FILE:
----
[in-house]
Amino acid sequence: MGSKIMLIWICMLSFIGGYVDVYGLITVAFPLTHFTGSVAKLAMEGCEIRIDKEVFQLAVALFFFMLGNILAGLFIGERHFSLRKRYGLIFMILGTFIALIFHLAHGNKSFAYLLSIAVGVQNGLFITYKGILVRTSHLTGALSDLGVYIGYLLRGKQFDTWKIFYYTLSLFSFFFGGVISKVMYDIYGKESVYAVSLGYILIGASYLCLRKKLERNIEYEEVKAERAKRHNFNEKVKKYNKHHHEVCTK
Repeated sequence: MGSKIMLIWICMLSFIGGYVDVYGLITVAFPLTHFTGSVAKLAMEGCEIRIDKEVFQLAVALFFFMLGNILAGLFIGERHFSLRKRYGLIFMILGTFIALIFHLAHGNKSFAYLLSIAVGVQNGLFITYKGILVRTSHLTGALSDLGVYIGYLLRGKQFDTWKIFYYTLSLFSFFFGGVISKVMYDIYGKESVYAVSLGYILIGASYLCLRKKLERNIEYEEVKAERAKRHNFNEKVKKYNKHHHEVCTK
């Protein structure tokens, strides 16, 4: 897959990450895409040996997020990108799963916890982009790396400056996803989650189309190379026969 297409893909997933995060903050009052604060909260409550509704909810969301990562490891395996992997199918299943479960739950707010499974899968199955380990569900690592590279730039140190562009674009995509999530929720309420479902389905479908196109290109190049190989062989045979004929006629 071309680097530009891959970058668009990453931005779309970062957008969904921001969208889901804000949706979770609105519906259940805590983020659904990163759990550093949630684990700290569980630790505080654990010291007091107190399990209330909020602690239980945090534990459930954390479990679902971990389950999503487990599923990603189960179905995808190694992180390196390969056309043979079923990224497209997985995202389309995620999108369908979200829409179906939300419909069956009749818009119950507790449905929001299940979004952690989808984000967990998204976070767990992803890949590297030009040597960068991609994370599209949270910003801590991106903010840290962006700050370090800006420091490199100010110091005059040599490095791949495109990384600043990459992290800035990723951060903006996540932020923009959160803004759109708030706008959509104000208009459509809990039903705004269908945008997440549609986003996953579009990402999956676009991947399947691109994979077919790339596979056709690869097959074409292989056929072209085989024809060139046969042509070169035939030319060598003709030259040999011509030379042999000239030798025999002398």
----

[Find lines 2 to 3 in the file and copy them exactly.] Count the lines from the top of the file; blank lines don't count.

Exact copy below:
Amino acid sequence: MGSKIMLIWICMLSFIGGYVDVYGLITVAFPLTHFTGSVAKLAMEGCEIRIDKEVFQLAVALFFFMLGNILAGLFIGERHFSLRKRYGLIFMILGTFIALIFHLAHGNKSFAYLLSIAVGVQNGLFITYKGILVRTSHLTGALSDLGVYIGYLLRGKQFDTWKIFYYTLSLFSFFFGGVISKVMYDIYGKESVYAVSLGYILIGASYLCLRKKLERNIEYEEVKAERAKRHNFNEKVKKYNKHHHEVCTK
Repeated sequence: MGSKIMLIWICMLSFIGGYVDVYGLITVAFPLTHFTGSVAKLAMEGCEIRIDKEVFQLAVALFFFMLGNILAGLFIGERHFSLRKRYGLIFMILGTFIALIFHLAHGNKSFAYLLSIAVGVQNGLFITYKGILVRTSHLTGALSDLGVYIGYLLRGKQFDTWKIFYYTLSLFSFFFGGVISKVMYDIYGKESVYAVSLGYILIGASYLCLRKKLERNIEYEEVKAERAKRHNFNEKVKKYNKHHHEVCTK